Students of antiquity stumble over important questions. To accept any ancient work such as the Bible as a valid historical document we must understand the basics of daily life in the Bible. It is unfortunate, or exciting depending upon your point of view, that the Bible encompasses over 2,000 years, thousands of square miles and dozens of cultures. Simple questions abound such as “what time of day was Jesus crucified?” While this article will not provide a definitive answer, it will shed light on the question.
Time was divided into days, weeks, months and years during the Israelite monarchy. During and after the Babylonian exile the Jews adopted the Babylonian system of dividing the daylight period into hours.
Continue reading “Timekeeping in the Ancient Mediterranean and Near East”
No study of the New Testament is complete without a study of the government of Palestine in the first century AD, and no study of the government of Palestine in that period is complete without a study of the Sanhedrin. The term Sanhedrin is derived from the Greek phrase for “gathering place” and is not found in Jewish history prior to the periods of Greek domination under Alexander, the Ptolemies and the Seleucids.
Though the term came late in Biblical history, the idea of a Hebrew or Jewish ruling council came early. In the time of the Exodus (around 1400 BC), God told Moses to bring together 70 elders of Israel to receive His spirit and lead the people (Numbers 11:16). During the reign of Jehoshaphat in Judah, the king assembled priests and heads of families to discern and convey the judgment of the Lord and to handle controversies (2 Chronicles 19:8). After the exile (during the Persian period), Ezra (5:5, 6:7, 10:8) and Nehemiah (2:16, 5:7, 7:5) made extensive use of ruling councils to legislate and judge.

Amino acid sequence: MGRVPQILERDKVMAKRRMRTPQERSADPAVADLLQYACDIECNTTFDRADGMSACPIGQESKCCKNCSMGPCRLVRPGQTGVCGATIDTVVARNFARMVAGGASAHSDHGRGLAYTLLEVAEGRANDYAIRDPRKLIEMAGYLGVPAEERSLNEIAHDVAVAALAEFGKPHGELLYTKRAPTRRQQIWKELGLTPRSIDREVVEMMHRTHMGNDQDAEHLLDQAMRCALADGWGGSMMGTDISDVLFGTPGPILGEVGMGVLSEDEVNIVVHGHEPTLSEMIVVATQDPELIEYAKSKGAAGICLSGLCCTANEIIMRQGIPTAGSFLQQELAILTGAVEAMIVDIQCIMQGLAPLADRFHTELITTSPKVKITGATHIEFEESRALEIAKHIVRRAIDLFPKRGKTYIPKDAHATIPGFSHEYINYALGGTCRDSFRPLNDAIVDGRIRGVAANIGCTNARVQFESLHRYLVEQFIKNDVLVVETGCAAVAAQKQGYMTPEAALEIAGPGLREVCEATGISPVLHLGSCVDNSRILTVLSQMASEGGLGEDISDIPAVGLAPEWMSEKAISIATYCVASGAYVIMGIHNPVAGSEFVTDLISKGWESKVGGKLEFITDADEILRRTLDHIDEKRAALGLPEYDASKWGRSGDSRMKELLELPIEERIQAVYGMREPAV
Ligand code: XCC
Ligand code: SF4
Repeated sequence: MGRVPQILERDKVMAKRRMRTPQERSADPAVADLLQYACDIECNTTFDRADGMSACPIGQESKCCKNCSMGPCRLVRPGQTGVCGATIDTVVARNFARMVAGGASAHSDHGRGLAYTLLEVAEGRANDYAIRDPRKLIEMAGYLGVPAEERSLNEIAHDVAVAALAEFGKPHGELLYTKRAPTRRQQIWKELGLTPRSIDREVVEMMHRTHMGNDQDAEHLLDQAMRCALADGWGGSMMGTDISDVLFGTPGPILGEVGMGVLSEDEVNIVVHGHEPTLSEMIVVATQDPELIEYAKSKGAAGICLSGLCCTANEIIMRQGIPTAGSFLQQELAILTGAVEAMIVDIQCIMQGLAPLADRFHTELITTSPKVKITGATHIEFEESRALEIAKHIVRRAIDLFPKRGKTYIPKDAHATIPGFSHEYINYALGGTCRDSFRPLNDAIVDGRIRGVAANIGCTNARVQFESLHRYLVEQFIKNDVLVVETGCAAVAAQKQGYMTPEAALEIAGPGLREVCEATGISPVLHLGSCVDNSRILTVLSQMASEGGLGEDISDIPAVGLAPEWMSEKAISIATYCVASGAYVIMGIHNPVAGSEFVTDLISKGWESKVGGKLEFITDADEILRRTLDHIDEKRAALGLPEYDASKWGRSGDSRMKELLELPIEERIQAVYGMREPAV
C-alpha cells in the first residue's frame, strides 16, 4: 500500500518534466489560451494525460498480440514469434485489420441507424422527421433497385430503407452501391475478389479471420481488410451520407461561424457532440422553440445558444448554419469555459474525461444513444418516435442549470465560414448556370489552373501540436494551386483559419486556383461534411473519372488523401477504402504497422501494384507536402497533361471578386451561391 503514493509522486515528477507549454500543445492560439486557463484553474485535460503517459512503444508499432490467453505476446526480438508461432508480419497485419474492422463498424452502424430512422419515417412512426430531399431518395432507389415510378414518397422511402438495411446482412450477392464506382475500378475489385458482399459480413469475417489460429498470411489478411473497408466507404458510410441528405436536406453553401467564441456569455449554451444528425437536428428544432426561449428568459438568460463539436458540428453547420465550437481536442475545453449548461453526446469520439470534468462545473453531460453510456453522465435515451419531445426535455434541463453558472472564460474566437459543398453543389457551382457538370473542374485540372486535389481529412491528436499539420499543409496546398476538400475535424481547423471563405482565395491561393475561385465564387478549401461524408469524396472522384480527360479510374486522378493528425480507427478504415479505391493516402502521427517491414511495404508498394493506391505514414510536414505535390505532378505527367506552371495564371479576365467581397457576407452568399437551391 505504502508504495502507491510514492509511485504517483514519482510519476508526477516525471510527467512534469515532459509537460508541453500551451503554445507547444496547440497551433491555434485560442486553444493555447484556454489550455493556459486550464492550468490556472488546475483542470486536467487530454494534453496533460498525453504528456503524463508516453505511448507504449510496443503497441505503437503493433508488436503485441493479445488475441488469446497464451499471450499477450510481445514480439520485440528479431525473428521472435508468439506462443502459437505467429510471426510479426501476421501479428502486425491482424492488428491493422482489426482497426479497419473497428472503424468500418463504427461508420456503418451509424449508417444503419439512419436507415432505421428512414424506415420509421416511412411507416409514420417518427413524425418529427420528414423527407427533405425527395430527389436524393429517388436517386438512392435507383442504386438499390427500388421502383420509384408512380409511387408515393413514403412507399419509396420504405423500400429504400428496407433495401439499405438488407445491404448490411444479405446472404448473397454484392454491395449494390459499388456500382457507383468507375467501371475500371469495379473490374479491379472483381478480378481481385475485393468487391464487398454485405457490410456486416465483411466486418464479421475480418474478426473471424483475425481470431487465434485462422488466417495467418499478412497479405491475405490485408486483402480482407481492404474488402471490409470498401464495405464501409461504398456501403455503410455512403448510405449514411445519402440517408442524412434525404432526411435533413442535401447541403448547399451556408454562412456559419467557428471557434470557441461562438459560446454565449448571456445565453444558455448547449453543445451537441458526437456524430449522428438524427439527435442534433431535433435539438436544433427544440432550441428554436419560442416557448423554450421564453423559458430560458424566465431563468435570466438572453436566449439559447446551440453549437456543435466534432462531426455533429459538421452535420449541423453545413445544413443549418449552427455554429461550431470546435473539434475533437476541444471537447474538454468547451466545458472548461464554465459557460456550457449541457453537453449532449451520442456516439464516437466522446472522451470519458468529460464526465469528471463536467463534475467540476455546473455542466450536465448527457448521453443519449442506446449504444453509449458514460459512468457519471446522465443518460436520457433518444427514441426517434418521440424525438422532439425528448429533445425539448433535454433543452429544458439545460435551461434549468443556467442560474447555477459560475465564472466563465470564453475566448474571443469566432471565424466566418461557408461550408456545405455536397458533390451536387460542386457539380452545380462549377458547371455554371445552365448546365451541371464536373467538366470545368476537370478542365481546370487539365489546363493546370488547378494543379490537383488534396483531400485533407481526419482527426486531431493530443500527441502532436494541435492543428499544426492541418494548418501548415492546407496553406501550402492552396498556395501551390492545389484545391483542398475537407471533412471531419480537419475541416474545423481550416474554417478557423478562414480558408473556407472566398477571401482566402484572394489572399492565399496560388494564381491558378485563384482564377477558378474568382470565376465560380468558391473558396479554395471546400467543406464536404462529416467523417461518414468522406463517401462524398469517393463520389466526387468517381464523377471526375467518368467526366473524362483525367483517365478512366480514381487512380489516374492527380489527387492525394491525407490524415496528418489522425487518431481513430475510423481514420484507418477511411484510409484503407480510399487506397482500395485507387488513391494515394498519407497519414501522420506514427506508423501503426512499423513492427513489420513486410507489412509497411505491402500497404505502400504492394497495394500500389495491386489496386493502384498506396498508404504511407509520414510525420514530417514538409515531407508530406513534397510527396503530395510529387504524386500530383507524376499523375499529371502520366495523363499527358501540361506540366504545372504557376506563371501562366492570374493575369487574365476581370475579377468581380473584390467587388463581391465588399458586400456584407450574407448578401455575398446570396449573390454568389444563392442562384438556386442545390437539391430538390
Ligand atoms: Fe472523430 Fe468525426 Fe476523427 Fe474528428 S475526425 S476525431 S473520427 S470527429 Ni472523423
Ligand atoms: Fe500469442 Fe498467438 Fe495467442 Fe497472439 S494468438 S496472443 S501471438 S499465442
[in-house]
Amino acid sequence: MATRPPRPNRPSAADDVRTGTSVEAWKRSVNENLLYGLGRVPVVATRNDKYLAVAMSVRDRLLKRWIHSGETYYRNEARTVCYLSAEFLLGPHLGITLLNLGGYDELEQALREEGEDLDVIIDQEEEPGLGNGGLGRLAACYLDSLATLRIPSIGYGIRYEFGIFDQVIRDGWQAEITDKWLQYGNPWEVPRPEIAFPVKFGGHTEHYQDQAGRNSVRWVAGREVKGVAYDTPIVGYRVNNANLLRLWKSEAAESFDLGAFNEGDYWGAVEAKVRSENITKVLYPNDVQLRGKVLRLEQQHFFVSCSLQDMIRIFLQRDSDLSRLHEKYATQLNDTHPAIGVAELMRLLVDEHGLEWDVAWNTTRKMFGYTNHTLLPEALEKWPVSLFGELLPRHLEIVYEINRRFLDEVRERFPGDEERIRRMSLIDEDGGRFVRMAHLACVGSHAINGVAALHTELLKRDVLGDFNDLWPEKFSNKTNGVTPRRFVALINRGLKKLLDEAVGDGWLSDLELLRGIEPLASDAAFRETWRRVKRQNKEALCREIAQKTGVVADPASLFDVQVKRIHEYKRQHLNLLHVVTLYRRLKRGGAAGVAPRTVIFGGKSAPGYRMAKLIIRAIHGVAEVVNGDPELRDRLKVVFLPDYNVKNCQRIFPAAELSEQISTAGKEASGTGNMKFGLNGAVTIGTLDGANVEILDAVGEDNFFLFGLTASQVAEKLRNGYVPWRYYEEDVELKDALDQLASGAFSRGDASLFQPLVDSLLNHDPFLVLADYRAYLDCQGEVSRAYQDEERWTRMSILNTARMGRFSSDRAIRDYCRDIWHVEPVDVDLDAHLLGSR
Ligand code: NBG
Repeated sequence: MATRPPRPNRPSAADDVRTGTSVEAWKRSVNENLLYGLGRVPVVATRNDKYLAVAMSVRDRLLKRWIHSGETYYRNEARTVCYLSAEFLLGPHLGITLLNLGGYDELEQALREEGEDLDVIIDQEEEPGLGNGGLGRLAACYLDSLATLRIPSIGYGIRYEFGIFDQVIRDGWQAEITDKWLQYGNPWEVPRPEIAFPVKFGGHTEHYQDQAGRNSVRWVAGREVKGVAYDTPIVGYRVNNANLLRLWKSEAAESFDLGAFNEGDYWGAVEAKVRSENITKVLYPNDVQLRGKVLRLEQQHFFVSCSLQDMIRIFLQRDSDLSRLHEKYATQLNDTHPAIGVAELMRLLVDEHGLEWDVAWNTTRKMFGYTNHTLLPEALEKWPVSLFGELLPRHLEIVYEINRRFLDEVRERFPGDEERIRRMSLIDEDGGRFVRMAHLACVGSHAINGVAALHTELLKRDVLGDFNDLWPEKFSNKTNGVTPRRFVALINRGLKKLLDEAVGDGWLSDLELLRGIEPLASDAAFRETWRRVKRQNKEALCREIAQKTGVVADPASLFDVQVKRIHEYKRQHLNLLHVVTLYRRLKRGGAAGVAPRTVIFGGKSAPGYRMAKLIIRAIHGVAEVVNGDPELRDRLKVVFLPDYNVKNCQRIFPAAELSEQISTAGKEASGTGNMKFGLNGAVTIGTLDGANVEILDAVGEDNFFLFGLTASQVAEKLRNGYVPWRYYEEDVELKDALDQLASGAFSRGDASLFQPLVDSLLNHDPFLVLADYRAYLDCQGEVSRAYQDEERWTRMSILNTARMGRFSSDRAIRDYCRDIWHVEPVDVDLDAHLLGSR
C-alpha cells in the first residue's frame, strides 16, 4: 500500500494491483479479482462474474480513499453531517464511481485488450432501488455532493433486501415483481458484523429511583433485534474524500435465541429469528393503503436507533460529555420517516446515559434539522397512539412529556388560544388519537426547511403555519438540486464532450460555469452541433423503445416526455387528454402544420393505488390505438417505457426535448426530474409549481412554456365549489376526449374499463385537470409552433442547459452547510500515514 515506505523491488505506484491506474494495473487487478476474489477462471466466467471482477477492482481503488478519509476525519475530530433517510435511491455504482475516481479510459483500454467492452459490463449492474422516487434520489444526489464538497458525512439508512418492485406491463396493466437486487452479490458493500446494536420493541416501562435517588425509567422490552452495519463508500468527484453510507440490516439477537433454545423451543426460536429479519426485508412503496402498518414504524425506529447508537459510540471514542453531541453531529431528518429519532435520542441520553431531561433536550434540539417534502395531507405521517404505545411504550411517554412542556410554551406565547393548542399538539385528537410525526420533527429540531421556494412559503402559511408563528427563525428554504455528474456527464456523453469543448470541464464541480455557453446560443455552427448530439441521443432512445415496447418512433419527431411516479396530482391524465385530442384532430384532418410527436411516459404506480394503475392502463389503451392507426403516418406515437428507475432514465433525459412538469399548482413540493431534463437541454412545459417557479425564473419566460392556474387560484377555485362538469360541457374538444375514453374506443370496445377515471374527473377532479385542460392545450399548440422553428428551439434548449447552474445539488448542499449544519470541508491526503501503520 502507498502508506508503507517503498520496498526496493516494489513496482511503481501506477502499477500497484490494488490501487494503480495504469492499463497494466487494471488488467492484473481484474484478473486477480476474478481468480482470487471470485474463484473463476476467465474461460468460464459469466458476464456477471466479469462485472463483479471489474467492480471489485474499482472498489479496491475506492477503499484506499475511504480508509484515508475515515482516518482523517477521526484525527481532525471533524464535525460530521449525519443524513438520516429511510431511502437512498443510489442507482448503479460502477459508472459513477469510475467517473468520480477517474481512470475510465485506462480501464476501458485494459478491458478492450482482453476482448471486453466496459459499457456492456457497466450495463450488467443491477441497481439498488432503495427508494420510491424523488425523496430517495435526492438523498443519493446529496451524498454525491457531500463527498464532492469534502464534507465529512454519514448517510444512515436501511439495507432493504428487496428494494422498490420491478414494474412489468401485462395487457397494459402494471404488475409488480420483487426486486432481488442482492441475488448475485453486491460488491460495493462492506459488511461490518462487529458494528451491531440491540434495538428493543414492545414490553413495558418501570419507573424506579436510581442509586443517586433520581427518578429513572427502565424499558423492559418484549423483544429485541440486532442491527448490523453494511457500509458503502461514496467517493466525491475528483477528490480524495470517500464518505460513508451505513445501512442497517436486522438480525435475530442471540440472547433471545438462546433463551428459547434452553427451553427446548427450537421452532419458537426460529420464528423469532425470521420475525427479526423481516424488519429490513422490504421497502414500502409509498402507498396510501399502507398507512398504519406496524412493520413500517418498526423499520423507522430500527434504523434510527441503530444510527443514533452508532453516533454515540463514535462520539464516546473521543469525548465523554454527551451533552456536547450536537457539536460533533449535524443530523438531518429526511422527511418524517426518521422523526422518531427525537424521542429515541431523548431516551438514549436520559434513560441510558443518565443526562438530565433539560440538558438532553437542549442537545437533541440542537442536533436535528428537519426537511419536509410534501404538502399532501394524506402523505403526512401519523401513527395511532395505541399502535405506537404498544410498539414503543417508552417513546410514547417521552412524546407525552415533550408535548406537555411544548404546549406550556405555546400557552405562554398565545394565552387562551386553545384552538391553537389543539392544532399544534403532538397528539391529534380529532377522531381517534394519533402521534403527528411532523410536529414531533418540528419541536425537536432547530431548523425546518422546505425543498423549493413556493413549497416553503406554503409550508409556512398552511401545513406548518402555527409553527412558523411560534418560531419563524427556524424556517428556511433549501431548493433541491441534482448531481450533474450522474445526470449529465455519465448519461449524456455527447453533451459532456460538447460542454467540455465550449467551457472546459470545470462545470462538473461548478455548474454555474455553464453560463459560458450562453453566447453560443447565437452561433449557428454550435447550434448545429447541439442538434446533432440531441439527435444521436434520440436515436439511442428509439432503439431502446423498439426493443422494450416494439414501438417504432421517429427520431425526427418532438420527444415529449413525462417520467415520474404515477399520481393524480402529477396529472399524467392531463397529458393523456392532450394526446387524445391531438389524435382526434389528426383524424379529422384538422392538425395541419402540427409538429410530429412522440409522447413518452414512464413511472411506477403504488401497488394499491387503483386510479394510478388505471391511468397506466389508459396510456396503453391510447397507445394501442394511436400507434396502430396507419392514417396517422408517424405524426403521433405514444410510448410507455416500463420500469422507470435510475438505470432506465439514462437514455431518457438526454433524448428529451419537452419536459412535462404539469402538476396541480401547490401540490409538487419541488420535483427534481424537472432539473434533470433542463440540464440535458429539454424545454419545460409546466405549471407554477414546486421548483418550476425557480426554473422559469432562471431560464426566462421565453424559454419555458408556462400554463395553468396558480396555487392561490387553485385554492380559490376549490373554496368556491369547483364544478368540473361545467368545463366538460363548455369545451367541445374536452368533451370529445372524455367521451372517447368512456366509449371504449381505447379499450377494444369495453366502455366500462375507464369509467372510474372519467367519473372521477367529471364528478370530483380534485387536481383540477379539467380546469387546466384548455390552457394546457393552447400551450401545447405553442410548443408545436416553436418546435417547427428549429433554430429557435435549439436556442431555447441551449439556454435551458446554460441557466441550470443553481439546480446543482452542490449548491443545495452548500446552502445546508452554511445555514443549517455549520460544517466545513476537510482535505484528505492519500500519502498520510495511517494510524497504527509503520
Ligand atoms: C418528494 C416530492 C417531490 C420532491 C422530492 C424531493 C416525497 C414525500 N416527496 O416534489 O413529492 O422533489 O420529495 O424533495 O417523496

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Knowledge is very important in all fields, but derives from different sources. One can know science by observation and experimentation since physical phenomena are perceivable by the senses and repeatable. Historical events, however, are not repeatable and so persons of later eras must rely on written records and on artifacts from earlier eras if they wish to understand them. The best understanding usually comes from a combination of sources.
The first major source of information about the intertestamental period is the Bible. Culture doesn’t change overnight, and so many of the lifestyles and opinions found in the late Old Testament persisted until and even through the intertestamental period. Lifestyles and practices we find in the New Testament are likely to be similar to those preceding it, especially in an age when change was far slower than in modern times. One can trace the postexilic reforms of Ezra and Nehemiah to the teachings of the Hasidim and then to the Pharisees of Jesus’ day.
Continue reading “The Intertestamental Period – Where Do We Get Our Knowledge?”
The Pharisees, whose origin is probably in the “pious ones” or Hasidim, were a prominent religious group of at least 6,000 members in first century Palestine. After the catastrophe of the Babylonian exile and the growing threat of Hellenism during and after Alexander the Great, the Jews tried to recover what was right about their religion and culture and prevent anything similar from ever happening again. They were dedicated to the Law, including the Torah, the Writings and the Prophets, and they believed that they should focus on three things.
- To know the Law expertly and judge wisely from it
- To make disciples
- To build a fence around the Law.
Continue reading “The Pharisees, the Sadducees, and the Essenes”